One way companies help curtail FMLA abuse: Hold employees on medical leave to the same absence policies as everyone else. But is that legal?
One company’s policy required employees taking sick leave to call in every day to report an absence. After missing three days without reporting, employees were fired.
The rule applied to employees on extended medical leaves, including FMLA. The company’s handbook stated that “FMLA does not change [the company's] leave of absence procedures,” and when employees took FMLA, they were given paperwork reminding them that they still had to follow the call-in policy.
An employee was granted intermittent FMLA because of a severe allergy and took leave for several weeks. At first, she called her manager every day in accordance with the policy, but then stopped. After she failed to call for three days, the company fired her.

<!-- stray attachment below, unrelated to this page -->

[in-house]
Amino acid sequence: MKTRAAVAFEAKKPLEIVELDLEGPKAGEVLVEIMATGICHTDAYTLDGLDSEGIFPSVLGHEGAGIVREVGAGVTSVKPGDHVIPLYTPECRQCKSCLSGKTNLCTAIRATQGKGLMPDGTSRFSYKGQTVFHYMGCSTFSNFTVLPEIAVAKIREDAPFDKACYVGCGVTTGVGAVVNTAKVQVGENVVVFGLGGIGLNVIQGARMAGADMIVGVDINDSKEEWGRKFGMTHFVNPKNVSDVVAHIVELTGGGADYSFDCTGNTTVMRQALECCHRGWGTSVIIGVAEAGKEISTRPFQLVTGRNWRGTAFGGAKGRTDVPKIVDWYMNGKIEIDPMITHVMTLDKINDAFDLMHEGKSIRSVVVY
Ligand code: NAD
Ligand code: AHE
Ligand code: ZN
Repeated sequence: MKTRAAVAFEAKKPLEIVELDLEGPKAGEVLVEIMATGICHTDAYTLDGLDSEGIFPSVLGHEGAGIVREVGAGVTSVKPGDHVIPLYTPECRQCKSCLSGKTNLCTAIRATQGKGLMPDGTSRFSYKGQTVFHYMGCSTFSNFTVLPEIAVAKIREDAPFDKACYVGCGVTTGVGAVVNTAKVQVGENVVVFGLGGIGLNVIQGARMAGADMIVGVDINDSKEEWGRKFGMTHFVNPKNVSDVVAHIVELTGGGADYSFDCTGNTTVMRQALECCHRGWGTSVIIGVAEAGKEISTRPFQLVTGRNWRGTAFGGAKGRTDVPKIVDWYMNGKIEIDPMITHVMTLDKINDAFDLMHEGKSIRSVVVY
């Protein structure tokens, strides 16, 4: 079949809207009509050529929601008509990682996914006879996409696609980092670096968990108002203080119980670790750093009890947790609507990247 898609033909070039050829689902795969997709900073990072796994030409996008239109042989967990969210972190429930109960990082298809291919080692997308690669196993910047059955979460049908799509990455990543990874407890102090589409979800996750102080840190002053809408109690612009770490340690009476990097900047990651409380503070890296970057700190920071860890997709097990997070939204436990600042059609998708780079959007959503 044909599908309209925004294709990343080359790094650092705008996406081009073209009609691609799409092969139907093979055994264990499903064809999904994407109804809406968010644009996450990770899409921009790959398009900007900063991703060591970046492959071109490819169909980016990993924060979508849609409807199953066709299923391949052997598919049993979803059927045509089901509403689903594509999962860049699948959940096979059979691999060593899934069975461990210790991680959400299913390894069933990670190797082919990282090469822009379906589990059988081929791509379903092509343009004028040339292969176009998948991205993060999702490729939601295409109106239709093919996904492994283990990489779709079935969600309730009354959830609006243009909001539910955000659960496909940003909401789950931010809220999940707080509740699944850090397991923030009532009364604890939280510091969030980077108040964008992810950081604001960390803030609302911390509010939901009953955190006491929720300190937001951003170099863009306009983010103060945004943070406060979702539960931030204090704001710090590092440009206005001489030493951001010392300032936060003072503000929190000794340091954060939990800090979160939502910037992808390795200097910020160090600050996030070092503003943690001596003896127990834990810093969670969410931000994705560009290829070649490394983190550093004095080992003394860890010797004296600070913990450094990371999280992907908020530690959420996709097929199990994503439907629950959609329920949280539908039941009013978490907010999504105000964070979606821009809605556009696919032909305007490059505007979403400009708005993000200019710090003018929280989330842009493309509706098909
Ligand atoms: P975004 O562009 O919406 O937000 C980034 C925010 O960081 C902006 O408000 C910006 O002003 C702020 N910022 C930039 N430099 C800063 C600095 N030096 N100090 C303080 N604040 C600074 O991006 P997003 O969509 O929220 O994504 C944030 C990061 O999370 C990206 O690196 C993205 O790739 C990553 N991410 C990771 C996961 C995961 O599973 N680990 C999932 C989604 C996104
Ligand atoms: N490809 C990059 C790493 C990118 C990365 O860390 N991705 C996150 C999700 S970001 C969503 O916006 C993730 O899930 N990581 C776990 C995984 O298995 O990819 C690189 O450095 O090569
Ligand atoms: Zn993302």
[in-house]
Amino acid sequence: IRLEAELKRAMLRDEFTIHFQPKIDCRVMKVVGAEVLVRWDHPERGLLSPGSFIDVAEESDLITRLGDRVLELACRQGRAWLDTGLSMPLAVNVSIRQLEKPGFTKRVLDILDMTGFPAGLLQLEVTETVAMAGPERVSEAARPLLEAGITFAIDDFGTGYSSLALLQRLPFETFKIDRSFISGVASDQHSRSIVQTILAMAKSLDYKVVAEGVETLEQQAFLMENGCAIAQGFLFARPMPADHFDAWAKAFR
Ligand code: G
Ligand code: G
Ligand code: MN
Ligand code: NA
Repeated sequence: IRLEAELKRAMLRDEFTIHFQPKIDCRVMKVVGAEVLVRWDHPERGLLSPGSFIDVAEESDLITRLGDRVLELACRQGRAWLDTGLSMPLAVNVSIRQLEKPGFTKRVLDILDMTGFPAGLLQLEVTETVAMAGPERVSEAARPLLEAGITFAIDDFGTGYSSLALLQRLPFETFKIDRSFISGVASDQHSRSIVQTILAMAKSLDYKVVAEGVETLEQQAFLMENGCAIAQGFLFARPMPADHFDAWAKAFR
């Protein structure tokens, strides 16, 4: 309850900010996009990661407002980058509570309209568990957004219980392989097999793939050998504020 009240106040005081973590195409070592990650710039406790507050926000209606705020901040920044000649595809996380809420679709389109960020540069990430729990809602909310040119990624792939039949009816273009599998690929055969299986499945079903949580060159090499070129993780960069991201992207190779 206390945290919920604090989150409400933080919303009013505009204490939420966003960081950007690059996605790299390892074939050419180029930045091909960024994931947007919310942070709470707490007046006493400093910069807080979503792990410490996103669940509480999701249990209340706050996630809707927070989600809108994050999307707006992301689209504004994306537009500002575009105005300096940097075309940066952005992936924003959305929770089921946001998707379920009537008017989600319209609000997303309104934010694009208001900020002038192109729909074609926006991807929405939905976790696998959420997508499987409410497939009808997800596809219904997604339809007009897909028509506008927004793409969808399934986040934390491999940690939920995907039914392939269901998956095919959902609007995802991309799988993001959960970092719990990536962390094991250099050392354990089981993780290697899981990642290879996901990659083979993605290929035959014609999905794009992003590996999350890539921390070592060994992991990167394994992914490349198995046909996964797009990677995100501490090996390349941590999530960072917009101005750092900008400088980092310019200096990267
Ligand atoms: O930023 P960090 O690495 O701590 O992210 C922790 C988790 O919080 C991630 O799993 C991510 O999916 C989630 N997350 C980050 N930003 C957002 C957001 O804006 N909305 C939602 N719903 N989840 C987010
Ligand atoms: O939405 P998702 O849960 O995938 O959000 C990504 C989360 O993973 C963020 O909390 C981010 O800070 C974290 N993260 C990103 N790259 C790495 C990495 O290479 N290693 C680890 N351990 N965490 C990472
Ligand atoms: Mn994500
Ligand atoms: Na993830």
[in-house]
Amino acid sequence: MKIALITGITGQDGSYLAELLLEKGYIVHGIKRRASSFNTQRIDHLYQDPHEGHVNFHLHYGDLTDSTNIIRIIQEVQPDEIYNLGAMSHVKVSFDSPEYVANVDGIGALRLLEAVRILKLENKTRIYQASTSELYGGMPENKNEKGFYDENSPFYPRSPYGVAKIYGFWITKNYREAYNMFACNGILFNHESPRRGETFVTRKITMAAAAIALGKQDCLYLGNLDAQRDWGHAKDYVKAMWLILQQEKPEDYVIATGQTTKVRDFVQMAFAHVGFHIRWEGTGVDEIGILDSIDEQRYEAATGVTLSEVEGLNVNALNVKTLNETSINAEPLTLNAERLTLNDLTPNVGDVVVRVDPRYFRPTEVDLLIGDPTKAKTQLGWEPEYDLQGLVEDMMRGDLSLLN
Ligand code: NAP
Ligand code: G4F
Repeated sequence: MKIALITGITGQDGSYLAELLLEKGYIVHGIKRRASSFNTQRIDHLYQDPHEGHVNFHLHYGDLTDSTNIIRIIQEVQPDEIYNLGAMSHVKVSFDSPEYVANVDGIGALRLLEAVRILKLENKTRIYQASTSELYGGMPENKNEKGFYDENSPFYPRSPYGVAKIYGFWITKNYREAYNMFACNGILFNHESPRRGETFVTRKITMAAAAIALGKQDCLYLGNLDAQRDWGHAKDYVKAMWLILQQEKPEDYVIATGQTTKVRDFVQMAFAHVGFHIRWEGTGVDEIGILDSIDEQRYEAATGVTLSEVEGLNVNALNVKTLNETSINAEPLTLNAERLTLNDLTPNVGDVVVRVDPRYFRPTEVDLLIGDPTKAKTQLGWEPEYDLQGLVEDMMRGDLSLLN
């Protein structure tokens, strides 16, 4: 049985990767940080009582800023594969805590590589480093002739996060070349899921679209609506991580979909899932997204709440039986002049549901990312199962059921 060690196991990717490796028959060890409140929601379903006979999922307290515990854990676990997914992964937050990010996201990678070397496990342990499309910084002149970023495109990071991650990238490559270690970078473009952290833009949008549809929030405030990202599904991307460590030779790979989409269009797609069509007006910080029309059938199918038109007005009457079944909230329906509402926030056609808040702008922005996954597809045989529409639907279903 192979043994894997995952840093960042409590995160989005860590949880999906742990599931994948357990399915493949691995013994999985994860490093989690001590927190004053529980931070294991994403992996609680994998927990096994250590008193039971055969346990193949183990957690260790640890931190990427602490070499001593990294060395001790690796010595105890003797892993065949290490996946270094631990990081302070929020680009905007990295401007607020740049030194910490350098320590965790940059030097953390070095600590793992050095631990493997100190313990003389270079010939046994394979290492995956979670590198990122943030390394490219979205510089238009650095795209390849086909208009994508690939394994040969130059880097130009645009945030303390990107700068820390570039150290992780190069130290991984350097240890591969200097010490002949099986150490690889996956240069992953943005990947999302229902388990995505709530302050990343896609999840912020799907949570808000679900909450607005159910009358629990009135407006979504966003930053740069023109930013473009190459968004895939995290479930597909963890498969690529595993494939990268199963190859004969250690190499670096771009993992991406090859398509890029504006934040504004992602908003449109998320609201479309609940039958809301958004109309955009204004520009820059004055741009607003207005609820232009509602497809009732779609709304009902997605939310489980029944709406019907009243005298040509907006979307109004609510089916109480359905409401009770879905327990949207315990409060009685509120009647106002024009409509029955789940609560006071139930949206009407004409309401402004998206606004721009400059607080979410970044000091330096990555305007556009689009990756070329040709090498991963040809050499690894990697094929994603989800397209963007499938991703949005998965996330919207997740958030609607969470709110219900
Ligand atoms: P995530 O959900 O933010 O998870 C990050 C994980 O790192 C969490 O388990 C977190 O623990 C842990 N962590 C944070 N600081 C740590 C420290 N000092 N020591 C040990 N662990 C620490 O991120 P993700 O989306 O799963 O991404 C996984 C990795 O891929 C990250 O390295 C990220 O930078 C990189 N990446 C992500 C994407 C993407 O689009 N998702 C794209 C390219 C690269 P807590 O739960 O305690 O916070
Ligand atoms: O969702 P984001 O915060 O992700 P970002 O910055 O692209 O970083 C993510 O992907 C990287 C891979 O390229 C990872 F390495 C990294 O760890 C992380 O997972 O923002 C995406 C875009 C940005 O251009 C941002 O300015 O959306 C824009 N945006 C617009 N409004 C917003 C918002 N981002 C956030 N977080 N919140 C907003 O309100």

She sued, claiming the company couldn’t fire her while she was on FMLA and that asking her to call in infringed on her rights under the law.
But the judge didn’t buy it. Employees taking leave can be fired as long as companies can show they would’ve lost their jobs even if they weren’t on protected leave.
In this case, it wasn’t the fact that the woman took FMLA that got her fired — it was her violation of company policy. Since the policy applied to employees on all leaves of absence, the company showed it didn’t single out employees on FMLA.
Cite: Bacon v. Hennepin County Medical Center